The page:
When it comes to the experience of death, I’ve had a handful of experiences as a young adult. But then I think back a generation or two and I wonder how men and women handled the World Wars handled the incredible amount of death they were surrounded in and how soldiers, those in war torn countries or the ancient cultures would have to work through the death of many friends, comrades and enemies. In Stephen Pressfield’s book The Warrior Ethos he speaks of the philosophy behind the warriors of ancient cultures, and how their disciplines and values held them strong in the face of insurmountable odds, I like Pressfield think that applies to life today, but then I come to death, and I have to take this truth along with another.
We have to overcome, learn to soldier on, cope, detach in a way, but we also need to let the love we are designed to have fill us with grief, emotion, sadness, and this is vitally important to our own health and happiness.
My Grandma passed away this past week. It wasn’t unexpected, and she had lived a long life well into her 90’s. As I was reminiscing over her life I thought of her heart for family, tradition and food. I thought how far she came from her native land in Italy. As the days followed after her passing, I had a deep sadness over her life, and her loss. I needed time to process my Grandma’s passing.
Death, like winter, bears so much we often shy away from. This however is why I am writing today. I want to to talk about involvement and detachment particular to death.
It was two days after my grandma passed away and for the first time in awhile I took the morning off, I lied in bed awhile staring at the ceiling, letting my inner world slow down. I felt a question from the spirit arise, “You wanna read a book don’t you?”
“I guess…” I thought this was an odd, but eventually pressed by the idea, I picked up Madeline L’Engle’s A Circle of Quiet and this is some of what I read,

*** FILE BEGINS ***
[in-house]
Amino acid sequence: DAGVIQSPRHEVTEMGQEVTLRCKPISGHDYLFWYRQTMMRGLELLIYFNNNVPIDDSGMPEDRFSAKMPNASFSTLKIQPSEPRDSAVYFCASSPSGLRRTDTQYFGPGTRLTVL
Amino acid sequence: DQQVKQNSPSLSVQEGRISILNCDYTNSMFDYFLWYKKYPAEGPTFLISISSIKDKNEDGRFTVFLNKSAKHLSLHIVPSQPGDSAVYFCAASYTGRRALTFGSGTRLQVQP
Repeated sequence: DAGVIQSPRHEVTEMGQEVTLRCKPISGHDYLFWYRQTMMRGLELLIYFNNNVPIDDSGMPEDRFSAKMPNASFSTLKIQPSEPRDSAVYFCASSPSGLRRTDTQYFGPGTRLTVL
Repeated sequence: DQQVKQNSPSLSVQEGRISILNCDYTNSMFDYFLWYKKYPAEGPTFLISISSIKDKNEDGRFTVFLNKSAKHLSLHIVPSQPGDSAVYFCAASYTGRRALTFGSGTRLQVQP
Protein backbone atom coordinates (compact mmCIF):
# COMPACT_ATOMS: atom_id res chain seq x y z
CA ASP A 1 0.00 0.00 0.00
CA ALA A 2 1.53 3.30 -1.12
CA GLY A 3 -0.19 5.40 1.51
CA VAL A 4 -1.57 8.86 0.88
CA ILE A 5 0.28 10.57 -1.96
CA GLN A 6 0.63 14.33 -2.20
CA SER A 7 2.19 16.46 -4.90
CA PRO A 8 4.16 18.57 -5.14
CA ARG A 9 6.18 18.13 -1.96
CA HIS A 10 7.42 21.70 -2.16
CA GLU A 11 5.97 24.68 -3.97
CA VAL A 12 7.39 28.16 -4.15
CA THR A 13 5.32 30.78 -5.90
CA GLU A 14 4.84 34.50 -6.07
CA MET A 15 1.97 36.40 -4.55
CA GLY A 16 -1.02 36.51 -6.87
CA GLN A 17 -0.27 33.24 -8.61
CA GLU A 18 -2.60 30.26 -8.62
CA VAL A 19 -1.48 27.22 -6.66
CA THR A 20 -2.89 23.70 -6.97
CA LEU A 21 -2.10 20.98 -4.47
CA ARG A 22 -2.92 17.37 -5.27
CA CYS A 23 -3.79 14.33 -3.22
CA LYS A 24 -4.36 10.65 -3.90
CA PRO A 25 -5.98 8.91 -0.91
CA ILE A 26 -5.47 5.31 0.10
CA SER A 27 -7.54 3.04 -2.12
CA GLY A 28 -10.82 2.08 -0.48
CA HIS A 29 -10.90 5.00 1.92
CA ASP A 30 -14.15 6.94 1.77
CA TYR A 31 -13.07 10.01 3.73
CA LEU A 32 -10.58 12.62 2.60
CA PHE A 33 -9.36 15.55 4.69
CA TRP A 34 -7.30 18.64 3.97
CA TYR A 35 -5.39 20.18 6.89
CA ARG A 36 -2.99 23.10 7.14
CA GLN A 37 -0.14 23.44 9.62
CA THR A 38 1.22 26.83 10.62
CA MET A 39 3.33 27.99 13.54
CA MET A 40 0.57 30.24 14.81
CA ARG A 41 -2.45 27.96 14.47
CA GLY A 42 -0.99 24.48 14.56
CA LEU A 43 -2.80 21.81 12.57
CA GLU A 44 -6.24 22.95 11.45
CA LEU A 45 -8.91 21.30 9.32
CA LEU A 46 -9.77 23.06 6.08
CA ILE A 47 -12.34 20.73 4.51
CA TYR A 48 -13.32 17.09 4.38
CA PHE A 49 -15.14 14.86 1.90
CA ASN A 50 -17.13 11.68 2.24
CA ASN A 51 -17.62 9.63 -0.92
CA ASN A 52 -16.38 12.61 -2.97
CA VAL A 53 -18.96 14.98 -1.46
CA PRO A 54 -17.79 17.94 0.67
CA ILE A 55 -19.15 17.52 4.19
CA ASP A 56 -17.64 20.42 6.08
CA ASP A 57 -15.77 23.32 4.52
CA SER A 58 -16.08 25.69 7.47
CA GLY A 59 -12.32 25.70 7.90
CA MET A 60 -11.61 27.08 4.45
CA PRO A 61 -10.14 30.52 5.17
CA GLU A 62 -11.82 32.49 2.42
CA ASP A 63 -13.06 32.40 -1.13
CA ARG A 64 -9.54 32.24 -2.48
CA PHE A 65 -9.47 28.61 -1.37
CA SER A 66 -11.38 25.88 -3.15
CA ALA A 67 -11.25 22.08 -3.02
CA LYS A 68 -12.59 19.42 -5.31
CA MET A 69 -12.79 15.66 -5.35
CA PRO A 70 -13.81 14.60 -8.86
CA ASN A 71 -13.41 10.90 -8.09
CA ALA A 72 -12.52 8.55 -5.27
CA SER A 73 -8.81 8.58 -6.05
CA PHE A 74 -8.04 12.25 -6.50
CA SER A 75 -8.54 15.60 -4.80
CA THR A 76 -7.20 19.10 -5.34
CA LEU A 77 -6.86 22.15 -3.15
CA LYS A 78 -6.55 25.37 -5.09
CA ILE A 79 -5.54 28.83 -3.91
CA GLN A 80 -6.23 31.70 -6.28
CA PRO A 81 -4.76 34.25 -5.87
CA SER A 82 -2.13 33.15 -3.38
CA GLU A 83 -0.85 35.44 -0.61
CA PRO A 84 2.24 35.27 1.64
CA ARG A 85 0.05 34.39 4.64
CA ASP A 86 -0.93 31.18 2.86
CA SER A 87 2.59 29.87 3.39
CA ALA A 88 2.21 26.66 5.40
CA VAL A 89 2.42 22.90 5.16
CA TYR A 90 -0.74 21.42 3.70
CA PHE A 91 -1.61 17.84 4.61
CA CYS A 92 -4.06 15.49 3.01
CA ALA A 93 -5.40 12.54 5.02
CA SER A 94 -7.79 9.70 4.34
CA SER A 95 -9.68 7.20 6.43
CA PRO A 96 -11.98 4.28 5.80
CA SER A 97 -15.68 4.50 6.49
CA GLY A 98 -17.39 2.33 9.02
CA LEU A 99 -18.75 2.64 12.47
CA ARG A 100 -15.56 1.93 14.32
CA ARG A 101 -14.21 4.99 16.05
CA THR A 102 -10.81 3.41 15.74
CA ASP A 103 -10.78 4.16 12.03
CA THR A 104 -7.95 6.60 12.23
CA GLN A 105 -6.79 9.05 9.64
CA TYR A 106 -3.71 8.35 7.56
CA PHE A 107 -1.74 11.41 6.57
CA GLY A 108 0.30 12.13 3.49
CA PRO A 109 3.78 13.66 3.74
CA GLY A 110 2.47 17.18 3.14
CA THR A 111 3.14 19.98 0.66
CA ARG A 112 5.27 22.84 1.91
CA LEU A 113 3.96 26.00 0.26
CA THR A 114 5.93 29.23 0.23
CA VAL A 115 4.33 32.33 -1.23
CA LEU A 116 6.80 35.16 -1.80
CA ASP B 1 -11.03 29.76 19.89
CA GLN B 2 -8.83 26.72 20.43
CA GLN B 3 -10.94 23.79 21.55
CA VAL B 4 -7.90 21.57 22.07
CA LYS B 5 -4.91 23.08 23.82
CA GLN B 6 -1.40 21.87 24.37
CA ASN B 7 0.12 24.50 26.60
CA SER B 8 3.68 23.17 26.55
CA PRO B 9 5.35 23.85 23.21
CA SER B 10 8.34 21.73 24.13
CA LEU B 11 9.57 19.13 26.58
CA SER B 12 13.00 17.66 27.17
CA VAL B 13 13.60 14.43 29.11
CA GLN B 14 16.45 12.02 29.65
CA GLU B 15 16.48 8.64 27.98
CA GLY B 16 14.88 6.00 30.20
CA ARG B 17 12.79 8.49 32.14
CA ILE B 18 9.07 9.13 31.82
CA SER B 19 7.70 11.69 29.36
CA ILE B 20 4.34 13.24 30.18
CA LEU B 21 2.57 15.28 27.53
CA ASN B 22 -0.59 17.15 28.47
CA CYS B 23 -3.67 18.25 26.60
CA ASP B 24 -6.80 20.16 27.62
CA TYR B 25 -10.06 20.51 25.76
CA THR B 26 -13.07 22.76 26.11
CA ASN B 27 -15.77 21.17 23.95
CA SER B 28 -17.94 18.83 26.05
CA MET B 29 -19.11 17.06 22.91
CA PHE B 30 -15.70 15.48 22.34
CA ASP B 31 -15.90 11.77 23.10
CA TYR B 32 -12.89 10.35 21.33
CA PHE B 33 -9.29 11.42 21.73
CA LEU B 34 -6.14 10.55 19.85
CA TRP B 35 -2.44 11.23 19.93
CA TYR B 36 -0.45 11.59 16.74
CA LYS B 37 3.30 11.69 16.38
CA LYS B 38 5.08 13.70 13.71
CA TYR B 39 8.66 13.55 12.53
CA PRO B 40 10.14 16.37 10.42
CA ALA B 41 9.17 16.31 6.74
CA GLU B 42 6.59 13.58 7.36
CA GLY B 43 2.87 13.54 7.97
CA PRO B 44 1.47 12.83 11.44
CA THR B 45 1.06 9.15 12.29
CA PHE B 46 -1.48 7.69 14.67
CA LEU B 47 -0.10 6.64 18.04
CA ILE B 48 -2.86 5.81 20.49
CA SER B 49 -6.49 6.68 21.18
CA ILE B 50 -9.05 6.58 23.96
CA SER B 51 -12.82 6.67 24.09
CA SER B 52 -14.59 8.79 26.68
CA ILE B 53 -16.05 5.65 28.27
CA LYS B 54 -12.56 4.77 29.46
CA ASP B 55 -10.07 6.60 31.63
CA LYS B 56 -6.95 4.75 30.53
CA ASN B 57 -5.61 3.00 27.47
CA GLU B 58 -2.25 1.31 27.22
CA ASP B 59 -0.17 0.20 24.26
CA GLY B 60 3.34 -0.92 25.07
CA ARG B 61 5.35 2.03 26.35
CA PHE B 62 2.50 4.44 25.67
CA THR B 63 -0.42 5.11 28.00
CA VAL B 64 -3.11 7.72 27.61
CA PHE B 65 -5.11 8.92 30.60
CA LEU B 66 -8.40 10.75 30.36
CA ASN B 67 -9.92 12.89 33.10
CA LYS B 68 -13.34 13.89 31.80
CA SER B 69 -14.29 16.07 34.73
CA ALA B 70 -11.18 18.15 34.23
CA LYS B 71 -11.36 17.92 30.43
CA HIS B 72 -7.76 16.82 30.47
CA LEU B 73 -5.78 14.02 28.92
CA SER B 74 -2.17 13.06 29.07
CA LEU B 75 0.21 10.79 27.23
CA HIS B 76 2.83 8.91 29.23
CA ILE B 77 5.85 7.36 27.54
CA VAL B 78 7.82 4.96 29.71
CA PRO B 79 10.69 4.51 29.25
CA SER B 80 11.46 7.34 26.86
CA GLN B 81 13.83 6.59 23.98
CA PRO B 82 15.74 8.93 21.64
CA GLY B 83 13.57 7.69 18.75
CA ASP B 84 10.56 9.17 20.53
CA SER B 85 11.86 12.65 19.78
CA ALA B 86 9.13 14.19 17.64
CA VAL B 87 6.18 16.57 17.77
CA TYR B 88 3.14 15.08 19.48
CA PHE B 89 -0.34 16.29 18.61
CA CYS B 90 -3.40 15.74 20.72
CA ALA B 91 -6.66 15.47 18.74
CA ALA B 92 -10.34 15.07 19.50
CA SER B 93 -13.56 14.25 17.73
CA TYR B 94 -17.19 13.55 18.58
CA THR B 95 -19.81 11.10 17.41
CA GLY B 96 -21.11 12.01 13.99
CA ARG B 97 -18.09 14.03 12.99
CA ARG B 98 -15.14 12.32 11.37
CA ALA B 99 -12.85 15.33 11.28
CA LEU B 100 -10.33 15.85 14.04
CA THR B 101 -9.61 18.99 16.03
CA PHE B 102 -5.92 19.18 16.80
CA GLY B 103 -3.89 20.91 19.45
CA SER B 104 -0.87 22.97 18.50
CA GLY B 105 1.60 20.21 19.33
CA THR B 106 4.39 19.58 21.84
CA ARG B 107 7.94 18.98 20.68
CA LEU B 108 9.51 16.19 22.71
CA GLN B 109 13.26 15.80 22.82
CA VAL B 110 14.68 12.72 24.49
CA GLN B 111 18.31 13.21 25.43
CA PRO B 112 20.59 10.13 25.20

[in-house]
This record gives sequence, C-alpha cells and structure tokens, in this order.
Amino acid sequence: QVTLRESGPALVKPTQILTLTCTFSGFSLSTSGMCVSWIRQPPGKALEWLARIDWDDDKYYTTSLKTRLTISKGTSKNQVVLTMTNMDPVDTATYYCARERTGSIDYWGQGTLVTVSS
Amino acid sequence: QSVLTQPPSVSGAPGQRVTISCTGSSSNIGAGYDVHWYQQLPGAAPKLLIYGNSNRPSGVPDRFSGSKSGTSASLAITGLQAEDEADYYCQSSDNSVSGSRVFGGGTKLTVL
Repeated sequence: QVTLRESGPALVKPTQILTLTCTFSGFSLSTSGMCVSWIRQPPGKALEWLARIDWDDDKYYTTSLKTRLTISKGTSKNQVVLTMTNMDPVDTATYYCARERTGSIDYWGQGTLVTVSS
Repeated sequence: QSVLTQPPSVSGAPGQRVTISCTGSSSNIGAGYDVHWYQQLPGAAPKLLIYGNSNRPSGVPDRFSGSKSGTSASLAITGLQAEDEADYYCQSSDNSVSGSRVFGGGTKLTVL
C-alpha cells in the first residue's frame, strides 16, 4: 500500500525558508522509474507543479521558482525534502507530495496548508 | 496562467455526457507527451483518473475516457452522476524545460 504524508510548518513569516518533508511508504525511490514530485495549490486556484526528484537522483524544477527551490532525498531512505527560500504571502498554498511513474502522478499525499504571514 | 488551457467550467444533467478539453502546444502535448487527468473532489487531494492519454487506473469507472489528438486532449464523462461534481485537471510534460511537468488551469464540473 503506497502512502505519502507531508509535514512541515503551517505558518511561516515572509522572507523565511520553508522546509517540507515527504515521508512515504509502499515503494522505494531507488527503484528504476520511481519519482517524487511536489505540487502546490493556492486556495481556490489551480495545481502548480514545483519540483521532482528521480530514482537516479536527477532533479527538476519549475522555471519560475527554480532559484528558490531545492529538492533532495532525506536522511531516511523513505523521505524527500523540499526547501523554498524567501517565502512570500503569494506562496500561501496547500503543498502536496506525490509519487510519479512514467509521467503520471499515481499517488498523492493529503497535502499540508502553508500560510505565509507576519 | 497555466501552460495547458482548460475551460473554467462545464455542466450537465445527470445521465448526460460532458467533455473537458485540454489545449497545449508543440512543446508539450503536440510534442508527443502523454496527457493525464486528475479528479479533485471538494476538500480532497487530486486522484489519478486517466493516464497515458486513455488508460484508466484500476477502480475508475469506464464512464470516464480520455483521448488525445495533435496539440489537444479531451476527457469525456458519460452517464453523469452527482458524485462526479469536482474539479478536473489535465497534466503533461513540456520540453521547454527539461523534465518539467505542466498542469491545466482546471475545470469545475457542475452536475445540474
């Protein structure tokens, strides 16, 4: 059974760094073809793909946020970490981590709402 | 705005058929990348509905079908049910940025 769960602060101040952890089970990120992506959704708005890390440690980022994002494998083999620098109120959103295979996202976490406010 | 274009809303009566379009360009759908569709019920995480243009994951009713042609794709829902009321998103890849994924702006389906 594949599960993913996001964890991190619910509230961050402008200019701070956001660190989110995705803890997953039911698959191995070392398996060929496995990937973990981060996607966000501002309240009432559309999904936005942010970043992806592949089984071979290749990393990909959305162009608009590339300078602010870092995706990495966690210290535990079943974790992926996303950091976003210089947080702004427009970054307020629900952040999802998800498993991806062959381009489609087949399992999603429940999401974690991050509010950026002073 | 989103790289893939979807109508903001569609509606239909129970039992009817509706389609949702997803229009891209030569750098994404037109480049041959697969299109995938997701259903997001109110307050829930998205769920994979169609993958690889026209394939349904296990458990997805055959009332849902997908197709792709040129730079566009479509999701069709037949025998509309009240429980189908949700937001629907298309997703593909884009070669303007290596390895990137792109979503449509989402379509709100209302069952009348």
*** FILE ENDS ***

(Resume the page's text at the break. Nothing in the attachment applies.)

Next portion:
Something very wrong that our generation, as a whole, has done is to set one example for our children that may be more telling than we realize: we respect old age even less than they do. Our parents, as they grow old, are frequently shuffled off into homes or institutions. We persuade ourselves that they’ll be happier there, they’ll be better off with their “own kind” (chronological segregation seems to me one of the worst sins of all), but actually the real problem is that we have neither the time nor the space for them in this urban technological world. […]
I heard a doctor say that the living tend to withdraw emotionally from the dying, thereby driving them deeper into isolation. Not to withdraw takes tremendous strength. To pull back is a temptation; it doesn’t hurt nearly as much remaining open…
Madeline goes on to speak of how her friend had cancer, and how the family withdrew from this long death of their family member, but how when Madeline went to visit she realized this woman just needed love, that she was still present.
Death is too painful for many. They want the memory of their loved one, they want the healthy state of their loved one, not the crippled, diseased person that’s dying.
It takes tremendous maturity of involvement/detachment which makes us creatively useful, able to be compassionate, to be involved in the other person’s suffering rather than in our own repines to it. False compassion, or sentimentality, always leads to escape by withdrawing, by becoming cold, impassive and wounding.
I’ve been through the death of both my grandma’s now. My grandpa’s passed away before I was born. I’m named after both of them (James Thomas). I’ve watched my died die of cancer, for 5 years and pass away on his 60th birthday. I am child of divorce, a living death. In all of it I have struggled through involvement and detachment.
Unfortunately I was not there, present with my Grandma her last year of life. She had dementia, and I detached. She was dying and she just needed love.
I think so much vitality and comfort is transferred in our hugs, and affections. I’m taking a lot from my grandma’s life, but I’m also seeing that being available and present with friends and family in their deaths is important.
My gratitude to my grandparents and my affections to all who knew them.
James Thomas Canali
I will continue remembering and laughing over my Grandma, and family members who are in heaven, and hope to share more here on Ecstatic Expression’s blogs. Thank you all who have read and shared your hearts, it is so much appreciated.